I've just received a sudden and unexpected surge of oca germplasm direct from darkest Peru! Thanks to friend, Joel Carbonnel for giving me the pick from his box of mixed Andean tubers.
Pride of place must go to this almost-black oca.
It seems different to any of the other varieties I have; quite apart from the colour, the bulges below each eye are more defined and scale-like, and its overall proportion is longer. The sprouts showing in the eyes are dark purple, and careful investigation with a scalpel reveals pale purple flesh.
Its rarity (or non-existence?) in these latitudes may be a sign that it will not tuberise well here, but even so, it could still be valuable as a breeding partner for the development of new varieties if it can be persuaded to flower.
The second tuber was nearly ignored, being a variety that I already have, but...
And finally this gold-coloured Mashua. I don't think it is a rare variety, but it's new to me, and next year I'll be trying it alongside the white variety that I have already.
The tubers will be seasonally confused, having just gone through winter in another hemisphere, and they are showing signs of sprouting. I need to get them into cool storage straight away where they can recover from their jet-lag before next spring. I know from experience that they should be tough enough to survive 'til then, as long as they don't get too dried out.
Thursday, 23 September 2010
It's the autumnal equinox today - the day that nominal night length overtakes day length, and apparently the first day of the year in the agriculture-based French Republican Calendar. More importantly, it's the time of year when the Andean-tuber grower's attention begins to stray underground.
It's well known that Oca is day-length sensitive - that is, it will only form tubers during short days in autumn. However the various authorities on the subject do not present a completely uniform front on the subject when it comes to specific timings. Here are a few quotes from respected sources:
"The common Andean types generally require days shorter than 12 hours to initiate tuber formation..."
"The optimum day-length for tuber formation in oca is 9 hours..."
"...a few researchers think that low temperatures might sometimes be more important than day length for stimulating tuberization."
" ...the ones in New Zealand (most likely originating from southern Chile in the 1860s) are apparently unrestricted by daylength."
|Day length vs. Latitude vs. day of year.|
It's never simple. Different varieties of oca along the length of the Andes will have evolved in response to different local conditions - so there is bound to be some variation in tuberisation triggers from variety to variety.
The furthest from the Equator that Oca is traditionally grown is about 42ºS, whereas I'm growing the crop at 51º30'N. Using the chart above, and taking say 10 hours as a threshold, my location has an earlier threshold date, but the days carry on briskly diminishing to about 8 hours, whereas at 40º latitude, the days diminish more gradually to a minimum of about 9.5 hrs. In practice, this means my location only gives a short period for tubers to form before the frost-risk of the very short days in mid winter.
Oca plants in mid-winter, with top-growth recently killed by frost.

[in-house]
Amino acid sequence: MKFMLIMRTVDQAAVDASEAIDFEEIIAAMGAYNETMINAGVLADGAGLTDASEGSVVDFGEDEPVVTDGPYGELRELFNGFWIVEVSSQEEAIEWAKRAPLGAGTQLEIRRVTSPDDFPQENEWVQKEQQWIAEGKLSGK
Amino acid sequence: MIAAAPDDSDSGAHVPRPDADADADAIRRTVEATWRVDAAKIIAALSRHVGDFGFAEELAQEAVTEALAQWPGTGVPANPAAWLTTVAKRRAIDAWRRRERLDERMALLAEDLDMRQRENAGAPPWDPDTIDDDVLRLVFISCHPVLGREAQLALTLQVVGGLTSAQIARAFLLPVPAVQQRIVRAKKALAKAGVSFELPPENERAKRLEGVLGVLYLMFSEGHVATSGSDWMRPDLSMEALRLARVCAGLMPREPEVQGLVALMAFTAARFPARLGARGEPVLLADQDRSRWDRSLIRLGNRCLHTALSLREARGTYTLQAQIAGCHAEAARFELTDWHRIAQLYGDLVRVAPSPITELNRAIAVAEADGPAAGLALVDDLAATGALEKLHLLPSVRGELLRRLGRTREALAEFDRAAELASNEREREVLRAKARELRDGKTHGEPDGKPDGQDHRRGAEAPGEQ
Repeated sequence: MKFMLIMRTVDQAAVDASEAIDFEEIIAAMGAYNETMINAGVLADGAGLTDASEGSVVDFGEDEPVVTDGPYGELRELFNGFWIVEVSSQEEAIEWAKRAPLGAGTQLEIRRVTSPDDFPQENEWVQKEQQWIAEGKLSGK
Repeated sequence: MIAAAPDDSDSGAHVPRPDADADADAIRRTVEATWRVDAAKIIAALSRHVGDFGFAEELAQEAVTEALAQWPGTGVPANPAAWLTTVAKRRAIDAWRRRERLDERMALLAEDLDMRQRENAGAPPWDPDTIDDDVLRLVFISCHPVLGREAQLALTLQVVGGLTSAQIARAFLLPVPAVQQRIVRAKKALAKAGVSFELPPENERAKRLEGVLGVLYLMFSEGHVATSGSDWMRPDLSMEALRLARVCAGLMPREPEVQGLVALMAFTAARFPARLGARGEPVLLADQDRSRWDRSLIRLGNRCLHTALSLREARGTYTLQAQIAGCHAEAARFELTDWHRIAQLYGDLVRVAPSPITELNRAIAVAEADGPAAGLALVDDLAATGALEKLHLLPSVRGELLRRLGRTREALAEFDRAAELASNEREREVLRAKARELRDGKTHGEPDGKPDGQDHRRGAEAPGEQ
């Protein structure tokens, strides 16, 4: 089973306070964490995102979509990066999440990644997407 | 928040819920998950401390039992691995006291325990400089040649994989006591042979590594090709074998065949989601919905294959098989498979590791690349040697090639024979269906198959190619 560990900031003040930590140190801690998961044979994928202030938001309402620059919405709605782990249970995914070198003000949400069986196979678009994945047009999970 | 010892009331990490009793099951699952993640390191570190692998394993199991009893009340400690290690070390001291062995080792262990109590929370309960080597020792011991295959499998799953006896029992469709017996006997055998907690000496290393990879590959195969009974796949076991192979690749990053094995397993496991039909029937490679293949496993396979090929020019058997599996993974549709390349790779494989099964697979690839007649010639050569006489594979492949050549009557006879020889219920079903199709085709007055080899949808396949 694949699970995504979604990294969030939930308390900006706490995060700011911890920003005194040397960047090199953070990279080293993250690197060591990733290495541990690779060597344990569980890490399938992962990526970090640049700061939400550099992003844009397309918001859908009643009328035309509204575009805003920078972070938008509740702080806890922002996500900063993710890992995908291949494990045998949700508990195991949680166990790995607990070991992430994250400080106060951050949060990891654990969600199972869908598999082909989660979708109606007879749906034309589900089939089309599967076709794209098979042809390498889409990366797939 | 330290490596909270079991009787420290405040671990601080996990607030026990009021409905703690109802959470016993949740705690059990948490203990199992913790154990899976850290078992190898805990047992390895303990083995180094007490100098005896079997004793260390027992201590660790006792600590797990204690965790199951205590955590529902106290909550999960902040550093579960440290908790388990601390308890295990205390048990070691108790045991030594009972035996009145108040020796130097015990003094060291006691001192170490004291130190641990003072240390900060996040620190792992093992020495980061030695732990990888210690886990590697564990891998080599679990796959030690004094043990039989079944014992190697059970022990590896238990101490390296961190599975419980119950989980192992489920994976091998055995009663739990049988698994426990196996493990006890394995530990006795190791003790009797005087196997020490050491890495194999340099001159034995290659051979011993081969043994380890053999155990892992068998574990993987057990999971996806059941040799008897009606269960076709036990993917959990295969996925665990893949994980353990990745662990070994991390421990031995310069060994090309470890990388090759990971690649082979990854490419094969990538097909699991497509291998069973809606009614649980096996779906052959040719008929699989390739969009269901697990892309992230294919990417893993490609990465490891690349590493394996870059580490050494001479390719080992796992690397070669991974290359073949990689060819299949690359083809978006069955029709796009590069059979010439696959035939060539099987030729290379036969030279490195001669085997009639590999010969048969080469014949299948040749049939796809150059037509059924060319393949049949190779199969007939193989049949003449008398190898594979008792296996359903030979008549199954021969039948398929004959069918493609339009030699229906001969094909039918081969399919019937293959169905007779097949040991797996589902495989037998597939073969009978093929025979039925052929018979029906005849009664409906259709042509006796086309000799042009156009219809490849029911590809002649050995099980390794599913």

So just like the potato when it was first brought to these latitudes, Oca needs to be given favourable microclimate conditions or protection to keep it growing into winter, well past the date when tuberisation begins. The (originally day-length sensitive) potato was adapted to European local conditions by breeding and selection, and Oca can be too, but until then it will not be reliable here as an unprotected field crop, as there is always a good chance that an early frost will finish them before the tubers are a usable size. See Oca versus Frost post.
And if the experts cannot agree on tuberisation conditions, what about my own direct observations:
-I notice tubers start to form here from about 20th October (day length c. 10.5 hrs).
-My 9 hour day-length threshold is around 13th November. Tubers do seem to be developing fairly quickly by this date.
I intend to check more thoroughly for tuberisation dates this year to see if there is any variation between varieties.
Come on tubers, what are you waiting for?
There's a whole-world daylength calculating calendar here if you want to check your own day-length dates.
Saturday, 18 September 2010
The most promising method to obtain day-length neutral strains of Oca is to look for the trait in the variable plants grown from true seed rather than clones grown from tubers.
Seed can be obtained if you can persuade more than one variety of Oca to flower simultaneously, but that is more easily said than done as Oca may, or may not oblige in that department depending on unknown mystery factors.
One gardener in one location cannot see the factors, or at least not this gardener. Observations on flowering periods are needed from a wide geographical and climatic range - then hopefully a pattern will be evident when viewed overall.
Do your bit for the Oca breeding effort, push back the frontiers of the Oca-unknown - join the Radix Root Crops facebook group, and contribute to the discussion 'Flowering Ocas: Where and When'.
Even knowing that Oca is not flowering in a certain location is useful information.
If you're not into facebook, leave a comment here about your flowering (or non-flowering) Oca. Dates, location, recent weather... anything that you think might be relevant.
Come on Oca flowers out there - show yourself!
The tiny flower buds grow from leaf axils near the growing tips of stems.